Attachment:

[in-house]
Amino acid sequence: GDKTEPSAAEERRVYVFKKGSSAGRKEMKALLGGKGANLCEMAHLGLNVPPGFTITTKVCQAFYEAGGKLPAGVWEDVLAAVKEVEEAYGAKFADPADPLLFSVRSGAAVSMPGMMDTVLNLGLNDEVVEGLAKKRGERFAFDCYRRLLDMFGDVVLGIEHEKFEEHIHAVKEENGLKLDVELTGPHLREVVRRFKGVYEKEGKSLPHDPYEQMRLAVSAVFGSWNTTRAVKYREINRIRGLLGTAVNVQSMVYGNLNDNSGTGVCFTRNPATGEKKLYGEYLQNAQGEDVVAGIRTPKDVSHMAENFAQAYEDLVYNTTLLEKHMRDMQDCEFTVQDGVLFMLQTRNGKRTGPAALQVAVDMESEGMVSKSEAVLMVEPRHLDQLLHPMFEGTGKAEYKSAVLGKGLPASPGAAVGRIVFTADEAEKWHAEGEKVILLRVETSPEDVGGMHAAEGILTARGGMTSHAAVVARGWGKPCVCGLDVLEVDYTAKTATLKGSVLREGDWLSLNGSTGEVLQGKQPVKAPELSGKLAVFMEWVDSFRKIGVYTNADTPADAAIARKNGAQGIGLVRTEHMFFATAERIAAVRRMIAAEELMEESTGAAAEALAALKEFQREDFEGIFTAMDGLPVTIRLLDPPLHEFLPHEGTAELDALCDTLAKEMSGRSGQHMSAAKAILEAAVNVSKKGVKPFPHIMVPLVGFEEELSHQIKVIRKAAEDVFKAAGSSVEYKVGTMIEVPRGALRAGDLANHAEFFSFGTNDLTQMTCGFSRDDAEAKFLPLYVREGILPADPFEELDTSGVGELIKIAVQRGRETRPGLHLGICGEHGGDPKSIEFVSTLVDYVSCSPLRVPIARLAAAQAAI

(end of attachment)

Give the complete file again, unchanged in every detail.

[in-house]
Amino acid sequence: GDKTEPSAAEERRVYVFKKGSSAGRKEMKALLGGKGANLCEMAHLGLNVPPGFTITTKVCQAFYEAGGKLPAGVWEDVLAAVKEVEEAYGAKFADPADPLLFSVRSGAAVSMPGMMDTVLNLGLNDEVVEGLAKKRGERFAFDCYRRLLDMFGDVVLGIEHEKFEEHIHAVKEENGLKLDVELTGPHLREVVRRFKGVYEKEGKSLPHDPYEQMRLAVSAVFGSWNTTRAVKYREINRIRGLLGTAVNVQSMVYGNLNDNSGTGVCFTRNPATGEKKLYGEYLQNAQGEDVVAGIRTPKDVSHMAENFAQAYEDLVYNTTLLEKHMRDMQDCEFTVQDGVLFMLQTRNGKRTGPAALQVAVDMESEGMVSKSEAVLMVEPRHLDQLLHPMFEGTGKAEYKSAVLGKGLPASPGAAVGRIVFTADEAEKWHAEGEKVILLRVETSPEDVGGMHAAEGILTARGGMTSHAAVVARGWGKPCVCGLDVLEVDYTAKTATLKGSVLREGDWLSLNGSTGEVLQGKQPVKAPELSGKLAVFMEWVDSFRKIGVYTNADTPADAAIARKNGAQGIGLVRTEHMFFATAERIAAVRRMIAAEELMEESTGAAAEALAALKEFQREDFEGIFTAMDGLPVTIRLLDPPLHEFLPHEGTAELDALCDTLAKEMSGRSGQHMSAAKAILEAAVNVSKKGVKPFPHIMVPLVGFEEELSHQIKVIRKAAEDVFKAAGSSVEYKVGTMIEVPRGALRAGDLANHAEFFSFGTNDLTQMTCGFSRDDAEAKFLPLYVREGILPADPFEELDTSGVGELIKIAVQRGRETRPGLHLGICGEHGGDPKSIEFVSTLVDYVSCSPLRVPIARLAAAQAAI